Spring is a time for rebirth in the California High Sierra. The snow begins to recede to the higher elevations and the sun angle becomes more pronounced. The foothills transition from earthy brown tones to the bright cheery crayons of spring. It also means wildflower season is upon us! Here are just a few of the best wildflower hiking opportunities coming up in April and beyond. Don’t wait… because if you do, you’ll miss seeing some of the greatest natural tapestries in the world.
The vegetation and landscape in the Red Hills Recreation Area is one-of-a kind. How rare? Well, the assemblage of plant species found here include seven rare specimens that occur nowhere else on the planet. You can expect to see a rich variety of annual wildflowers with a spectrum of yellow, white and lavender. You may even get a sighting of the endangered Bald Eagle!
Granite scenery, high country and big water at high elevations… what more could you want on a hike? Inside the deep Mokelumne River Canyon, you’ll see beautiful Sierra Nevada vistas, aspens and wildflowers all on display just for you. If you’re really serious about wildflower sightings, download a checklist so you don’t miss anything from California poppies to brilliant lupines.
Beaming with a spectacular display of wildflowers in early Spring, February to April is the perfect time to visit the Hite Cove Trail. Hikers are welcomed to a beautiful palette of colors with over 60 varieties of wildflowers blanketing the hillsides along the South Fork of the Merced river. Follow the guidelines of “Leave No Trace” and take pictures instead of wildflowers home so that future generations can enjoy them as well.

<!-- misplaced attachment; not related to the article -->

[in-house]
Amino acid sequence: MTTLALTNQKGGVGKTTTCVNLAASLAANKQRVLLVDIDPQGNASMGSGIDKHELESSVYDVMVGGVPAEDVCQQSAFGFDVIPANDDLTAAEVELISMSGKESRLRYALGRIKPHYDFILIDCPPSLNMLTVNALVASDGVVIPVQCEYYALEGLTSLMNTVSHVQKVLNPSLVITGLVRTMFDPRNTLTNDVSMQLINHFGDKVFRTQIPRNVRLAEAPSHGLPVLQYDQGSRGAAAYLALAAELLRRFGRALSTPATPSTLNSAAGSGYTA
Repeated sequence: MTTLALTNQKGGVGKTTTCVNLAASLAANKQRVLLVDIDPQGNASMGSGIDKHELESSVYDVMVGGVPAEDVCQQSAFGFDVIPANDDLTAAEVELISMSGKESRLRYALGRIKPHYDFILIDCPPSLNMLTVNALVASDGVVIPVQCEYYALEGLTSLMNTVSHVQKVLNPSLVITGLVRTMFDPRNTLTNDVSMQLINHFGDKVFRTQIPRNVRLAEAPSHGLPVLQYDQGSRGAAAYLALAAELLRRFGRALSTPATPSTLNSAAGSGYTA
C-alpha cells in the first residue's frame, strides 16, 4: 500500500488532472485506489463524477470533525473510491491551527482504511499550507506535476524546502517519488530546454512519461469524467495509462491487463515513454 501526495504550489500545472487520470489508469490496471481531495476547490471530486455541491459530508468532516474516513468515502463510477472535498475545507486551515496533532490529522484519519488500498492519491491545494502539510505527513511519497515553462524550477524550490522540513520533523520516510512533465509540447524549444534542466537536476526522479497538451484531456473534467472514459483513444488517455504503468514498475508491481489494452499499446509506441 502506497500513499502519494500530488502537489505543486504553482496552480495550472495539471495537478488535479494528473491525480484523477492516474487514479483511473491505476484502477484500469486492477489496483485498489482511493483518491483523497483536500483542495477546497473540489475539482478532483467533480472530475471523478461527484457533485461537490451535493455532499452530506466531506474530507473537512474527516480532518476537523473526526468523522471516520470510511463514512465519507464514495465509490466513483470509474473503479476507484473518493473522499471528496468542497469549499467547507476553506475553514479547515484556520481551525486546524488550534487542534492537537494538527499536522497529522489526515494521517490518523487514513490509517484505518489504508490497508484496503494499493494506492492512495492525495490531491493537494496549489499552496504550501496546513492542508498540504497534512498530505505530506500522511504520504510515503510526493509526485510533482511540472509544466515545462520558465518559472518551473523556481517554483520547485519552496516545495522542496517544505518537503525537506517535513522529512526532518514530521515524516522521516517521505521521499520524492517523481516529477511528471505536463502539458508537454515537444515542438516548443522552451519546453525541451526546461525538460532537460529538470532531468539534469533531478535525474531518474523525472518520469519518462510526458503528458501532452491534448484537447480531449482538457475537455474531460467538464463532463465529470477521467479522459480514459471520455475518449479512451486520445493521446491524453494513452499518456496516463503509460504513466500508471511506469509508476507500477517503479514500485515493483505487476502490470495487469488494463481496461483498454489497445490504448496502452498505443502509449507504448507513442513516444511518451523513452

Closure Alert: The Hite Cove trail is currently closed due to damage from the 2018 Ferguson Fire.
A riparian wetland, it contains one of the richest wetland floras in the entire Great Basin. Only minutes from Bishop and Highway 395, there is a beautiful driving loop in addition to multiple easy hikes with over 125 plant species to spot, including eight rare varieties, Fish Slough is an extravagant find for flower enthusiasts. The diversity of species will deliver a vast assortment of color and size. Here you’ll see blossoms of cream, yellow and magenta carpeting the slopes that border the slough. For some additional options and historical treasures, stop by the Bishop Visitor Center.
For those planning a trip this summer to the High Sierra, the Little Lakes Valley trail, located at the end of Rock Creek Road, is one of the most scenic and relatively gentle hikes found in the Eastern Sierra. After the winter snow has melted, you’ll be surrounded by subalpine flowers such as purple lupine, paint brush, crimson columbine and bull elephant’s head, sprouting around mid- to late July.
After a Febru-buried, it’s “high-time” to plan a trip to the High Sierra and see the explosive color of wildflowers that few other places can compete with.